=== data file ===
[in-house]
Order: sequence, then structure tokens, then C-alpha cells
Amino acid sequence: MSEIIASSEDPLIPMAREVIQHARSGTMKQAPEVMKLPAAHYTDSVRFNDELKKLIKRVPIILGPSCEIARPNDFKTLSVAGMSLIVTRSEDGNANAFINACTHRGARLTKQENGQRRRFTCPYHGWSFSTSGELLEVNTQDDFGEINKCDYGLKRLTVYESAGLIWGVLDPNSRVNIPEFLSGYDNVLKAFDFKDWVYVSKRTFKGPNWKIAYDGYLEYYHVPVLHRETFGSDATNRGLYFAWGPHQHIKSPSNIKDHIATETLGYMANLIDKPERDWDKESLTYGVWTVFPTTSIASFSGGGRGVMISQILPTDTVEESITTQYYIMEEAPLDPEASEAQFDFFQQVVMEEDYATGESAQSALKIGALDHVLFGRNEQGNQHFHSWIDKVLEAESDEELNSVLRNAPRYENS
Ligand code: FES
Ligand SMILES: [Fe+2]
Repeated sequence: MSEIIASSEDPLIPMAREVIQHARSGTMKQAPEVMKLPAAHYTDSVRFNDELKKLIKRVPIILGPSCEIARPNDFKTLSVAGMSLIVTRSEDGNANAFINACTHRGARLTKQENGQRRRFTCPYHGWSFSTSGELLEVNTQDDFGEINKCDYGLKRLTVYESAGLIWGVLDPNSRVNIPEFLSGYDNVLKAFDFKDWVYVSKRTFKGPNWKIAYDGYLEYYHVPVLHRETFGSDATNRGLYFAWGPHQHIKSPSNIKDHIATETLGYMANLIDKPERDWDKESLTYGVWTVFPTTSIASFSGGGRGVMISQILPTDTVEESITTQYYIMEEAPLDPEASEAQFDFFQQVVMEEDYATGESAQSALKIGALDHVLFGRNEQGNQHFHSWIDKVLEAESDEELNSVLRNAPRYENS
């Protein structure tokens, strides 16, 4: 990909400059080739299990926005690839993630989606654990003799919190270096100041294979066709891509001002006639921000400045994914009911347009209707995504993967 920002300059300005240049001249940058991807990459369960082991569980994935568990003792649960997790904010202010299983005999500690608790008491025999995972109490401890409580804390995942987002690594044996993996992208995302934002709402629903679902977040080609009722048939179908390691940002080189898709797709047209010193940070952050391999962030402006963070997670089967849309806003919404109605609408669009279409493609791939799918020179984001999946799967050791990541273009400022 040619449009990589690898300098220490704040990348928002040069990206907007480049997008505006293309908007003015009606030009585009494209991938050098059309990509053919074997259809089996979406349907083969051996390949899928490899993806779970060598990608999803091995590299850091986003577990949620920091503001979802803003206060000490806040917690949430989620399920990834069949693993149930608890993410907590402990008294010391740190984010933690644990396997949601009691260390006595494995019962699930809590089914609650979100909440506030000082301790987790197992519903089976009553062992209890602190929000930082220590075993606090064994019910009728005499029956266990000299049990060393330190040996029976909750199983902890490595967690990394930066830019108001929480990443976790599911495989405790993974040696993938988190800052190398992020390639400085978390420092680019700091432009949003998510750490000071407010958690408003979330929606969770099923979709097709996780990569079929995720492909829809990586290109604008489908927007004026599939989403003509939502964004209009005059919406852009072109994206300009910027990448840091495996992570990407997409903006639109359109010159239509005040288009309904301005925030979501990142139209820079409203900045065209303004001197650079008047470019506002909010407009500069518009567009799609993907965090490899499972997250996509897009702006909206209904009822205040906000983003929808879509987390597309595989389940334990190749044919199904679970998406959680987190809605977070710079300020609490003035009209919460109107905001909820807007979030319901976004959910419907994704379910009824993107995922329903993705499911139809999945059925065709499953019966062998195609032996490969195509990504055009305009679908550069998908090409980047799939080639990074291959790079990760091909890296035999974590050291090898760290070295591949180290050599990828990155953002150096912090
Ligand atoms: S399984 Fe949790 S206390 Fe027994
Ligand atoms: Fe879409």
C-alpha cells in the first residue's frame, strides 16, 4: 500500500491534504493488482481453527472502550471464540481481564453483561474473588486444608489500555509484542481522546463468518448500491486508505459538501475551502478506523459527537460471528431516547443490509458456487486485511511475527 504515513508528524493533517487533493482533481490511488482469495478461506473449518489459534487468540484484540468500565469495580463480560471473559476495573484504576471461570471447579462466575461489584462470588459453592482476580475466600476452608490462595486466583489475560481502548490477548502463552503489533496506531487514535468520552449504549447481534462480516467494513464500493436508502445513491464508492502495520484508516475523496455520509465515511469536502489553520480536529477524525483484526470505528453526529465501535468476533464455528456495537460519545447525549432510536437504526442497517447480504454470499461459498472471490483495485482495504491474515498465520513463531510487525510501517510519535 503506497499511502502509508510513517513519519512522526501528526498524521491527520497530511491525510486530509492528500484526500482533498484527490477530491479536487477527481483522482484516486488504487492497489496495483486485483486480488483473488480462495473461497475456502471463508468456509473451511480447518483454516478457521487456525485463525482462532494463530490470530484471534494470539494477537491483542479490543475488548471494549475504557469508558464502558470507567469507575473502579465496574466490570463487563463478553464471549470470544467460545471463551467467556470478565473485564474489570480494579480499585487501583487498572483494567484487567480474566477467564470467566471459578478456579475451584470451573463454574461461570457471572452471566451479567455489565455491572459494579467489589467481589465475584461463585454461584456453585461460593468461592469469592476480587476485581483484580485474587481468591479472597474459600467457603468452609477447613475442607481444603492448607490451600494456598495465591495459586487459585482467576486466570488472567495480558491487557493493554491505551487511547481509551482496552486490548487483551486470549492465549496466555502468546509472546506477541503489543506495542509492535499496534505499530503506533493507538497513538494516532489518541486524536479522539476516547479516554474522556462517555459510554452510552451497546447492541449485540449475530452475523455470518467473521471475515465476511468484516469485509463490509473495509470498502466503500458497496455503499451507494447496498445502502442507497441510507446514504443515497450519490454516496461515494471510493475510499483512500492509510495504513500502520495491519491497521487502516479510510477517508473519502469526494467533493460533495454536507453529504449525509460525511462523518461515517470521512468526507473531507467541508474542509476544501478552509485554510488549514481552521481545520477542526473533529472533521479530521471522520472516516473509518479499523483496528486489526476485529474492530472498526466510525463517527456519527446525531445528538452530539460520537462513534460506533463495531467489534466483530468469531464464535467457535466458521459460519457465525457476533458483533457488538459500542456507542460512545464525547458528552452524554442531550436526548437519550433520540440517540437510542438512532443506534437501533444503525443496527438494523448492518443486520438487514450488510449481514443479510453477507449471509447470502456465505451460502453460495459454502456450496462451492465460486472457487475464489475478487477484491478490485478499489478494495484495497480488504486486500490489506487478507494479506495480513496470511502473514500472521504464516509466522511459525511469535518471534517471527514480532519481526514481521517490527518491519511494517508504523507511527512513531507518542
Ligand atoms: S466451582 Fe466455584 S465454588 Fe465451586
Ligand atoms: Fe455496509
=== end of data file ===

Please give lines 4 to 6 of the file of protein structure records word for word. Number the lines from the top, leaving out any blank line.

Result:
Ligand code: FES
Ligand SMILES: [Fe+2]
Repeated sequence: MSEIIASSEDPLIPMAREVIQHARSGTMKQAPEVMKLPAAHYTDSVRFNDELKKLIKRVPIILGPSCEIARPNDFKTLSVAGMSLIVTRSEDGNANAFINACTHRGARLTKQENGQRRRFTCPYHGWSFSTSGELLEVNTQDDFGEINKCDYGLKRLTVYESAGLIWGVLDPNSRVNIPEFLSGYDNVLKAFDFKDWVYVSKRTFKGPNWKIAYDGYLEYYHVPVLHRETFGSDATNRGLYFAWGPHQHIKSPSNIKDHIATETLGYMANLIDKPERDWDKESLTYGVWTVFPTTSIASFSGGGRGVMISQILPTDTVEESITTQYYIMEEAPLDPEASEAQFDFFQQVVMEEDYATGESAQSALKIGALDHVLFGRNEQGNQHFHSWIDKVLEAESDEELNSVLRNAPRYENS